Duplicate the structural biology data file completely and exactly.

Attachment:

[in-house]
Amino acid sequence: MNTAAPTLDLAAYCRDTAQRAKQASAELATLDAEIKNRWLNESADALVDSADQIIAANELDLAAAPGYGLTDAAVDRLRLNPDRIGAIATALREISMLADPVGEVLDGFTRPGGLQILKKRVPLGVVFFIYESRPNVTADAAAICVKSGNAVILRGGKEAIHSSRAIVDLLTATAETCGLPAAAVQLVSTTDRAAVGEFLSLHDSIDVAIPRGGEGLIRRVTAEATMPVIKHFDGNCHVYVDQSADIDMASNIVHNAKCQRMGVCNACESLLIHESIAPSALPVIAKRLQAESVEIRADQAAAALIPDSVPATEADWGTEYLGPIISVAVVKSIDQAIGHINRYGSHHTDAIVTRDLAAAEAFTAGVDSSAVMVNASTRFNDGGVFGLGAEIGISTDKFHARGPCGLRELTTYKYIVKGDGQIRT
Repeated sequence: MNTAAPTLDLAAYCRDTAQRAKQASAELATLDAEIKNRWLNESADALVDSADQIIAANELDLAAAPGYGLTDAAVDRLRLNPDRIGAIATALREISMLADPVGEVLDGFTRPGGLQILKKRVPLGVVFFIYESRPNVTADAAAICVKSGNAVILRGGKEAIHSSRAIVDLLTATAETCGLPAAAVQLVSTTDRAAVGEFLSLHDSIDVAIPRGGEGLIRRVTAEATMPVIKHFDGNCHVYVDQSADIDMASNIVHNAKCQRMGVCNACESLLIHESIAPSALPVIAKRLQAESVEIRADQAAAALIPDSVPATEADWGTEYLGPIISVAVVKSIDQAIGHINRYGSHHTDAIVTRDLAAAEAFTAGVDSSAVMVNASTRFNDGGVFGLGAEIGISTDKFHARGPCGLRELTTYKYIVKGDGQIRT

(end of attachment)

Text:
[in-house]
Amino acid sequence: MNTAAPTLDLAAYCRDTAQRAKQASAELATLDAEIKNRWLNESADALVDSADQIIAANELDLAAAPGYGLTDAAVDRLRLNPDRIGAIATALREISMLADPVGEVLDGFTRPGGLQILKKRVPLGVVFFIYESRPNVTADAAAICVKSGNAVILRGGKEAIHSSRAIVDLLTATAETCGLPAAAVQLVSTTDRAAVGEFLSLHDSIDVAIPRGGEGLIRRVTAEATMPVIKHFDGNCHVYVDQSADIDMASNIVHNAKCQRMGVCNACESLLIHESIAPSALPVIAKRLQAESVEIRADQAAAALIPDSVPATEADWGTEYLGPIISVAVVKSIDQAIGHINRYGSHHTDAIVTRDLAAAEAFTAGVDSSAVMVNASTRFNDGGVFGLGAEIGISTDKFHARGPCGLRELTTYKYIVKGDGQIRT
Repeated sequence: MNTAAPTLDLAAYCRDTAQRAKQASAELATLDAEIKNRWLNESADALVDSADQIIAANELDLAAAPGYGLTDAAVDRLRLNPDRIGAIATALREISMLADPVGEVLDGFTRPGGLQILKKRVPLGVVFFIYESRPNVTADAAAICVKSGNAVILRGGKEAIHSSRAIVDLLTATAETCGLPAAAVQLVSTTDRAAVGEFLSLHDSIDVAIPRGGEGLIRRVTAEATMPVIKHFDGNCHVYVDQSADIDMASNIVHNAKCQRMGVCNACESLLIHESIAPSALPVIAKRLQAESVEIRADQAAAALIPDSVPATEADWGTEYLGPIISVAVVKSIDQAIGHINRYGSHHTDAIVTRDLAAAEAFTAGVDSSAVMVNASTRFNDGGVFGLGAEIGISTDKFHARGPCGLRELTTYKYIVKGDGQIRT